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    Everyone's Going To Hate New York's Soccer Team And That's Great

    America's up-and-coming league gets its own version of the Yankees.

    Ted S. Warren / AP

    Obafemi Martins of the Seattle Sounders.

    Major League Soccer is putting a team in New York City in 2015. People will hate this team. And that's great.

    MLS does claim that New York City FC is their second NYC team after the Red Bulls, but walking around New York, you're less likely to see Red Bulls gear than that of any number of European clubs. And the Red Bulls play in Harrison, New Jersey, which, though a soccer haven in and of itself, is noticeably outside of the city's bounds. Actually having a New York team in New York will be a boon for MLS both inside the city, where it will harness New Yorkers' famous narcissism and sense of superiority, and outside, where it will harness Americans' famous loathing of New Yorkers' narcissism and sense of superiority.

    One of Major League Soccer's biggest problems, obviously, is that that a better version of its sport can be found elsewhere. It's a problem that the NFL, MLB, and NBA do not face, but it's one that's shared by college basketball and football, and what those sports lack in quality of play and name recognition, they more than make up for in tribal/regional/school spirit. Two of the most successful existing MLS franchises have taken advantage of this kind of local pride — the Seattle Sounders are a mega-attended local phenomenon that draws 40,000 maniac fans to every game, and the Portland Timbers are the Sounders' foil and a locally beloved team in their own right. Soccer in America is thought of as an activity for healthy, active, culturally upstanding people, so it makes sense that the cosmopolitan coffee-drinkers of the Pacific Northwest would get behind the sport. And a Portland-Seattle rivalry is a natural fit.

    Meanwhile, one of the few givens in an increasingly fractured American culture is that you have an opinion about New York City — you love it, you hate it, you want to live there, you'd never live there — and one of the few givens in American sport is that you feel a certain way regarding the Yankees, Mets, Giants, Jets, or Knicks. Specifically, you probably have an opinion about the Yankees. And look who happens to be a part-owner in New York City FC: the Yankees. With NYC FC, the league will finally have a Yankees, a Duke, the team that can be put on prime time without any concern for who its playing because the assumption can be made that viewers will see "NYC FC" and feel something. (In January and February ESPN basically becomes the Duke channel. They know what sells.)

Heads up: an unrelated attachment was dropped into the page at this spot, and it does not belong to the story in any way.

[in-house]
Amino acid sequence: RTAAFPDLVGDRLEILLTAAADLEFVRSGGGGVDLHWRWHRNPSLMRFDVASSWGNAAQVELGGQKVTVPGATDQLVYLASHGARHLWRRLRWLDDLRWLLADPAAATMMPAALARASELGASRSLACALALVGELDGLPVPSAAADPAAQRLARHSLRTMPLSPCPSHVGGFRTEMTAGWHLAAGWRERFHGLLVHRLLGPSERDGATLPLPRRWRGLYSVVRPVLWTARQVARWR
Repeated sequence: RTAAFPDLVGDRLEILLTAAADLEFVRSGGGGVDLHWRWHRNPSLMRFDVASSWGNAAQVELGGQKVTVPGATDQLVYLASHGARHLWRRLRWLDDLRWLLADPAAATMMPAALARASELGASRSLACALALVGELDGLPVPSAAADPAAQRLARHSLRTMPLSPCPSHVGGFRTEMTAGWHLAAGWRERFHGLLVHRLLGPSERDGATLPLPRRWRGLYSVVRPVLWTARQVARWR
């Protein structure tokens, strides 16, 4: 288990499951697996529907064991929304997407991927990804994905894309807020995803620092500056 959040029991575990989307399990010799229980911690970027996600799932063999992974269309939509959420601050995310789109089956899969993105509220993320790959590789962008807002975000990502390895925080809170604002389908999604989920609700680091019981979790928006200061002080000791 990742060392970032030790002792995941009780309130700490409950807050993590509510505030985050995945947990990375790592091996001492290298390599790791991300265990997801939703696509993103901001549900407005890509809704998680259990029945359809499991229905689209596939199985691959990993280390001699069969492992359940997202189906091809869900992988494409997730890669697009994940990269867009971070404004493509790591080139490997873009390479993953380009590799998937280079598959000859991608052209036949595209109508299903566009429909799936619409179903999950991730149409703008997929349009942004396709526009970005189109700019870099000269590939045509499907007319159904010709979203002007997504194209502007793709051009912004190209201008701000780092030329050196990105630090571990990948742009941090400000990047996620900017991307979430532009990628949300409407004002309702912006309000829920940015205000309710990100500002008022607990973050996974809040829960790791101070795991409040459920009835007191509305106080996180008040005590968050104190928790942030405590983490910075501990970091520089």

Wikimedia Commons

    Sheik Mansour.

    While the club still needs a stadium, players, uniforms, colors, and every other detail that makes a team a team — and so could still be terribly uninteresting, a badly mismanaged soccer version of the charmless 2013 Brooklyn Nets — its majority owner, English Premier League club Manchester City FC, is one of the biggest soccer brands in the world, and it has some experience in creating a massive presence in a short amount of time. After the infusion of Sheikh Mansour bin Zayed Al Nahyan's money in 2008, Man City became one of England's major teams, winning the EPL outright in 2012. (One important caveat — MLS has a salary cap and the EPL doesn't.) Sheikh Mansour also gives NYC FC some lightning-rod qualities, like an autocratic Mikhail Prokhorov: as the deputy prime minister of the United Arab Emirates, Mansour has two wives and presides over a repressive regime.

    If you're a Red Bulls fan aggrieved or confused or enraged about why I continue to insist they're not a "New York" team, don't worry: NYC FC could change that too. Few things create worthwhile characters more effectively than a rivalry; just look west to the Timbers and the Sounders. And all of a sudden, the Red Bulls are going to have a bitter rival, one that will be sexier, an underdog and a villain at the same time, truly occupying the nearby city that the Red Bulls pretend to. Meanwhile, people around the country curious about American professional soccer can watch two New York-area teams beat the shit out of each other along clearly defined Jets/Giants Mets/Yankees rooting lines rather than trying to decide why they would care about either Portland or Seattle. (Love you, Pacific Northwest: you just don't provoke much ire.)

    As of right now, NYC FC doesn't even know where its stadium is going to exist, much less what the team will be like. That'll get done. Mike Bloomberg and New York have already welcomed MLS with open arms, and that's a major endorsement in and of itself; by making this deal, Major League Soccer proves that it's significant enough to dance with this caliber of partner. Soccer's first big surge as a spectator sport in the United States happened in the '70s when the Cosmos captured New York's attention. Its second surge could be on the way to the city right now.